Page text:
Are you listening? Your pupils don't lie


Stuck in a boring conversation? Careful to flaunt interest. There is a detail of your face that is a faithful thermometer of involvement and attention: the movements of the pupils.

When we are listening, these expand and contract in unison with those of the speaker: it happens, in particular, when the speech reaches the peak of emotion, and the empathy with the interlocutor is stronger. The coordinated "dance" of pupil reflexes is maximum with the most expressive speakers.

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Work in progress. The pupils respond to the amount of light that hits the eye, but not only. Past research has shown that they expand rapidly even when we are analyzing new information segments.

Researchers at the University of Dartmouth (United States) have now exploited this phenomenon to measure empathy and emotional involvement while listening. Many of the studies on attention and connection with the interlocutor are based on self-assessment questionnaires; but the reflection of the pupils, which cannot be controlled "on command", is considered a more reliable parameter.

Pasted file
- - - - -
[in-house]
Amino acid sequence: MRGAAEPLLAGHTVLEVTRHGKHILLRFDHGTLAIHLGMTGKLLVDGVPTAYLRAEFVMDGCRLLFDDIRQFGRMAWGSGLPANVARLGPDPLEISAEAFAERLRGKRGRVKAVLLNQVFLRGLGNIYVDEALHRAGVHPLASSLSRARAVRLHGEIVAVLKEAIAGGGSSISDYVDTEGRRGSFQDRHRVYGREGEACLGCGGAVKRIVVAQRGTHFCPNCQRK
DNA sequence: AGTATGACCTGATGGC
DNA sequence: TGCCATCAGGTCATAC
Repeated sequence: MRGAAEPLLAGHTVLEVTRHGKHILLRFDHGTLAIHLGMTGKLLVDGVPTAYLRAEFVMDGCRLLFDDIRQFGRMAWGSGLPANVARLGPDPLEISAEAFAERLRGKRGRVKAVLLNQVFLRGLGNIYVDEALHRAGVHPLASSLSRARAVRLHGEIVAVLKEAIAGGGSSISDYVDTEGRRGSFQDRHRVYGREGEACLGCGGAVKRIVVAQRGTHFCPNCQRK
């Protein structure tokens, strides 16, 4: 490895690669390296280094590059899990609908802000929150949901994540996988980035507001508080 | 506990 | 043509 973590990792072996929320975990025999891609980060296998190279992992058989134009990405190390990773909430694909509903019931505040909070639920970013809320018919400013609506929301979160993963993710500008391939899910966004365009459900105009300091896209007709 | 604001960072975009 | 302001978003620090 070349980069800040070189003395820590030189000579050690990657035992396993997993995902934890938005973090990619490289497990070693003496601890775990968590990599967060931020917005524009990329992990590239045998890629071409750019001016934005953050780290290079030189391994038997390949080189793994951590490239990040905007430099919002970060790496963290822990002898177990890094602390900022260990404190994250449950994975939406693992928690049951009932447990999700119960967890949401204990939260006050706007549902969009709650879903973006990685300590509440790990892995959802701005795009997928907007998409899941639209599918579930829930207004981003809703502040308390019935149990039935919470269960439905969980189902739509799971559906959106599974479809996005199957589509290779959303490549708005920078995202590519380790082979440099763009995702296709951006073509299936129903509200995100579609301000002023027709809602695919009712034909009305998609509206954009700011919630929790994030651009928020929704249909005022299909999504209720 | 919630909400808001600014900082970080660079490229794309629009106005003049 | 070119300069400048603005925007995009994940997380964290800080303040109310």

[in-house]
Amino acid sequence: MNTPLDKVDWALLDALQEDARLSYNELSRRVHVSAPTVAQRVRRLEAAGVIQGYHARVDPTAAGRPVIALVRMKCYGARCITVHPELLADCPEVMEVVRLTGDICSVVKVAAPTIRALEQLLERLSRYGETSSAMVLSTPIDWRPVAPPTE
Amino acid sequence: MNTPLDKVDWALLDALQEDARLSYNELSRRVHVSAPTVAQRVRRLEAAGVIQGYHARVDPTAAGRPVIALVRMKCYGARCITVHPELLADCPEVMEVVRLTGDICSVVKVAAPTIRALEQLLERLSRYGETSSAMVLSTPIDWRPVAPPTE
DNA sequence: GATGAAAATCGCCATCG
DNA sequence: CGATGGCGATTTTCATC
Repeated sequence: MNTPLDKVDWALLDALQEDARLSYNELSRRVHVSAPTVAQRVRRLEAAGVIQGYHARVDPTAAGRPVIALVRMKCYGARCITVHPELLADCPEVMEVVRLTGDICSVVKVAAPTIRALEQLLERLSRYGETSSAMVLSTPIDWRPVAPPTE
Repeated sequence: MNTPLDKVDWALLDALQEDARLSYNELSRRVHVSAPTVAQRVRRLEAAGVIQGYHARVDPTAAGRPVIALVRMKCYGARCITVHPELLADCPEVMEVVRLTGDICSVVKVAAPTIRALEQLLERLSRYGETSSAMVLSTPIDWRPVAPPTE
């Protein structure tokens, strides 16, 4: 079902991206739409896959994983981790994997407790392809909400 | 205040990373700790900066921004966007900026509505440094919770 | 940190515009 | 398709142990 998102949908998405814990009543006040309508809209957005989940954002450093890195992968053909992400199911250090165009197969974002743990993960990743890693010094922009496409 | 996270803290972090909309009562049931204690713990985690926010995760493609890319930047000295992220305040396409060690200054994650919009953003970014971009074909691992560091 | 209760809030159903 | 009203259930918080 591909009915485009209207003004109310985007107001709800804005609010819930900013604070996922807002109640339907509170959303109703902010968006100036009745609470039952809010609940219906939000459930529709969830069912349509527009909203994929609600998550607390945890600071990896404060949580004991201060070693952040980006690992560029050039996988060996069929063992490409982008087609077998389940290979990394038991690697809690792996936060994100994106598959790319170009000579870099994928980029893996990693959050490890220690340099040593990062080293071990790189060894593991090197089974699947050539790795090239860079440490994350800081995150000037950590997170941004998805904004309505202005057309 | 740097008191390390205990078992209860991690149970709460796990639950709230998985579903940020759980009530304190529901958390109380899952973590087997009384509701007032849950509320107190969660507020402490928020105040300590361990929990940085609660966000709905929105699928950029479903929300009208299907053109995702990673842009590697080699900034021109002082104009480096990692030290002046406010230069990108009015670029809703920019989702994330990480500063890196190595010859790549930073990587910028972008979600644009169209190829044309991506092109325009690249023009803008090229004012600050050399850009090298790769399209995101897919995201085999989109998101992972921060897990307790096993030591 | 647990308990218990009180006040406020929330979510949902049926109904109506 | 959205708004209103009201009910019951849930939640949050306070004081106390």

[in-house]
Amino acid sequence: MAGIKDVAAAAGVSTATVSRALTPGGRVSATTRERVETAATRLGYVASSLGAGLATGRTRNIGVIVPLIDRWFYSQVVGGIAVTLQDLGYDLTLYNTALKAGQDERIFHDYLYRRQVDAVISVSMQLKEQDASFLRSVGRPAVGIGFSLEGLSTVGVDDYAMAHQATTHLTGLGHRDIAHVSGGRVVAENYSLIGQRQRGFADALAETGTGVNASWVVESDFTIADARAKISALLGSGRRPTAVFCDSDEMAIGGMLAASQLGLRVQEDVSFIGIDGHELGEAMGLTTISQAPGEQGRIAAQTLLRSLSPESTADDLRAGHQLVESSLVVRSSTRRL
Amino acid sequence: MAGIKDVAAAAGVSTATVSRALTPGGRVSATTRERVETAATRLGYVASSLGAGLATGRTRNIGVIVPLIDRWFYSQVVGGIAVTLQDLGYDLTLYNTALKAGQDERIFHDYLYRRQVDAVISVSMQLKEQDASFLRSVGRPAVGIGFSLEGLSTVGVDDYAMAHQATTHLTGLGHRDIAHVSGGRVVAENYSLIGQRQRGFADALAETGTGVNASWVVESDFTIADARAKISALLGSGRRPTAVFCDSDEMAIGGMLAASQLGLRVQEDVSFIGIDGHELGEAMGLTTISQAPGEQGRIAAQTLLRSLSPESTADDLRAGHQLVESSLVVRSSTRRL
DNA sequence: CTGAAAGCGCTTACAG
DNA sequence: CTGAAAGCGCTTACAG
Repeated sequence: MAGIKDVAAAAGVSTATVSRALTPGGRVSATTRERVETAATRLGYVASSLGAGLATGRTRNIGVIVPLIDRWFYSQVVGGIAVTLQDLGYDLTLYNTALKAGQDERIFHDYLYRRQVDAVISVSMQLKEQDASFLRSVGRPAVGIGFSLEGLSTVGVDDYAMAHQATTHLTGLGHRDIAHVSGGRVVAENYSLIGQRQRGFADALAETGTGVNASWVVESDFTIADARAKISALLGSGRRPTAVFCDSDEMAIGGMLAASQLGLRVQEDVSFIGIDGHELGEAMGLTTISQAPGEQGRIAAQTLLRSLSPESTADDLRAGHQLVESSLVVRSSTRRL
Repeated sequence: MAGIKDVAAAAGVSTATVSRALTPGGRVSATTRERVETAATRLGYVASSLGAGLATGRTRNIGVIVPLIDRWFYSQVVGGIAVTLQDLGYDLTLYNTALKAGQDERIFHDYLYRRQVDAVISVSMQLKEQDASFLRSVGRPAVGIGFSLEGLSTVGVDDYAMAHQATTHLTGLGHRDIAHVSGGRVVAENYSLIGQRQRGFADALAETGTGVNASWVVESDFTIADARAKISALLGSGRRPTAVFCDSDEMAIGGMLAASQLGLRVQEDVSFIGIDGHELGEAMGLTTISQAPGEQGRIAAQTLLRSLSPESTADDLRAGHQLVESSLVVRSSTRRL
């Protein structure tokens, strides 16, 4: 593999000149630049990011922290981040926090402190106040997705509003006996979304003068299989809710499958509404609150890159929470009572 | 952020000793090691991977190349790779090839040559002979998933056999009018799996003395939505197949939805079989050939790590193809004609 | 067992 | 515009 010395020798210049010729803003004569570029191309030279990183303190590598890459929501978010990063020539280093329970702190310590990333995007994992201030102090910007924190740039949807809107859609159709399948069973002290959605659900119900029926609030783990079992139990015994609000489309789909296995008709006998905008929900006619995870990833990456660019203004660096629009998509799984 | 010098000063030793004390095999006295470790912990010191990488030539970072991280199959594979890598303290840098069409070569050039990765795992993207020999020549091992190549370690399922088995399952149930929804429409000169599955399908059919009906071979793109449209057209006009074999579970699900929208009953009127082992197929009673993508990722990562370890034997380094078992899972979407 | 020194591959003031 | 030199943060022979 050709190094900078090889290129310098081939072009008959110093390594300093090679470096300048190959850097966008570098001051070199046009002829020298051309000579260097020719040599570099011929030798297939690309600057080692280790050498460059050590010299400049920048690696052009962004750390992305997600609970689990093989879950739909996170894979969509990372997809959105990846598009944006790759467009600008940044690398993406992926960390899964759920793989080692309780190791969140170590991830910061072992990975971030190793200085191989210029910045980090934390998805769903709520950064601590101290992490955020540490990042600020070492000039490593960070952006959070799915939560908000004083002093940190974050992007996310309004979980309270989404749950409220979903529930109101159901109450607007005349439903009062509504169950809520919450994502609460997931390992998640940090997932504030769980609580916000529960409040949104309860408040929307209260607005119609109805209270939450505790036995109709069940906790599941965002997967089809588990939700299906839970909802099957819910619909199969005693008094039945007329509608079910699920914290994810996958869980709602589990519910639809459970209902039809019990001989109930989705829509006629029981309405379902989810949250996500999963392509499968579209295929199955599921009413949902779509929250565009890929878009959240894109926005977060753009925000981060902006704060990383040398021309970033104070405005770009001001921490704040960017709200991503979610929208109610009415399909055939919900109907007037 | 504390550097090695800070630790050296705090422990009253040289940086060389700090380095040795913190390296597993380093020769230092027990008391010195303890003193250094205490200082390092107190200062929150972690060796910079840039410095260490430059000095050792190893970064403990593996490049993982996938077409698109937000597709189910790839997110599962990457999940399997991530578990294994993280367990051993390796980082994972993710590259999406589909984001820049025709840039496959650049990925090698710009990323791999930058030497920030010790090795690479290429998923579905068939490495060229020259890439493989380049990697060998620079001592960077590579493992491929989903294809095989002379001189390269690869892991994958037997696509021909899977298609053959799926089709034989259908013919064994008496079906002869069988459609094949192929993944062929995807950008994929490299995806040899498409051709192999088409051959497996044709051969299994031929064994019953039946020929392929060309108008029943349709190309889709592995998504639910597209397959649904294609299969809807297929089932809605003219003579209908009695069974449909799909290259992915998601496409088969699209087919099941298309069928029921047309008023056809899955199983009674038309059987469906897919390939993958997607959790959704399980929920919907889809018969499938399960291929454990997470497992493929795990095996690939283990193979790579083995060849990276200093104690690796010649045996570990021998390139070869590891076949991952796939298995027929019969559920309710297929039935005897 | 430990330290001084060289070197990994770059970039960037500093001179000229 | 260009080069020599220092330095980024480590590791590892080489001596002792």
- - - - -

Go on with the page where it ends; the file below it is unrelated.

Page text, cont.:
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Tell me about you. The experiment, which involved 18 students, saw part of the volunteers try their hand at an autobiographical, videotaped speech, and a part in the role of listeners. The pupil movements of each were recorded with an infrared eye-tracking system. A group of "independent" volunteers gave a score to the most emotionally involving moments of the various videos.

Same music. The rhythms of dilation of the pupils of speakers and listeners were then compared: in moments of emotional climax, when the conscious attention of the "public" was maximum, the reflection of the pupils between the interlocutors seemed highly coordinated, even if the two they only saw through a screen. The next step will be to study this synchrony live and simultaneously.